General Precautions

Elective Surgery

Discontinue several days prior to surgery requiring general anesthesia whenever possible.201

CNS Effects

Drowsiness reported in up to 50% of patients.201

Performance of activities requiring mental alertness and physical coordination may be impaired.201

Electroconvulsive Therapy (ECT)

Effects of concomitant use with ECT have not been systematically evaluated; avoid concomitant use.201

Specific Populations


Category C.201


Not known whether trazodone is distributed into milk; caution advised.200 201

Pediatric Use

Pending revision, the material in this section should be considered in light of more recently available information in the MedWatch notification at the beginning of this monograph.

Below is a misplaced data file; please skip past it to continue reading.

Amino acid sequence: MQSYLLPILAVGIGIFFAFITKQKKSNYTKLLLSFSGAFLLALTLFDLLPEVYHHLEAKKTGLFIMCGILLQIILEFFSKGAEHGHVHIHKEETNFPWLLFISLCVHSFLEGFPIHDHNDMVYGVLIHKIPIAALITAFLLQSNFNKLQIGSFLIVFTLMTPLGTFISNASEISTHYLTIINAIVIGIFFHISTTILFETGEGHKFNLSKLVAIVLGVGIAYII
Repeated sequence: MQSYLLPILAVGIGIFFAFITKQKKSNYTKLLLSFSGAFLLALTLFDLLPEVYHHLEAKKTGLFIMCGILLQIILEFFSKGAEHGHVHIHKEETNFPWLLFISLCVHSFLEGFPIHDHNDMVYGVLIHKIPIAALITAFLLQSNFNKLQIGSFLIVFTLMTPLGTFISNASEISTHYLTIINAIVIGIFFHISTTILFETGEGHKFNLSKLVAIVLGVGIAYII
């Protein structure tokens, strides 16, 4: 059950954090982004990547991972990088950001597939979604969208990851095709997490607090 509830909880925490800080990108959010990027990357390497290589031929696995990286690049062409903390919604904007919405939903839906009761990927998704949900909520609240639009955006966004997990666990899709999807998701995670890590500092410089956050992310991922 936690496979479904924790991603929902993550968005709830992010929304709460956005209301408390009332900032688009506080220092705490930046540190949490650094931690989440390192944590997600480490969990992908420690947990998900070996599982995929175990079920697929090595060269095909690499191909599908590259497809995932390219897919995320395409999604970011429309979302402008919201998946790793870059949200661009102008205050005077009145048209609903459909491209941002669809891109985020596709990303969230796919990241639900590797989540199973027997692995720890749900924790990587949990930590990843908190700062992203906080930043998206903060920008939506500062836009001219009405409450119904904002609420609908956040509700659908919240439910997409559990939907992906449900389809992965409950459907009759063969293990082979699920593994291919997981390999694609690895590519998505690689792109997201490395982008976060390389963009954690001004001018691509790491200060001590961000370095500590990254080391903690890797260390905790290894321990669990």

Safety and efficacy not established in children <18 years of age.201

Greater risk of suicidal thinking or behavior (suicidality) occurred during first few months of antidepressant treatment (4%) compared with placebo (2%) in children and adolescents with major depressive disorder, obsessive-compulsive disorder, or other psychiatric disorders based on pooled analyses of short-term placebo-controlled trials of 9 antidepressant drugs (SSRIs and others).212 No suicides occurred in these trials.212 If considering use of trazodone in a child or adolescent, balance potential risks with clinical need.212 (See Worsening of Depression and Suicidality Risk under Cautions.)

Common Adverse Effects

Drowsiness, dry mouth, dizziness or lightheadedness, headache, blurred vision, nausea or vomiting.201

Interactions for Trazodone Hydrochloride

Metabolized by CYP3A4.210 211

Drugs Affecting Hepatic Microsomal Enzymes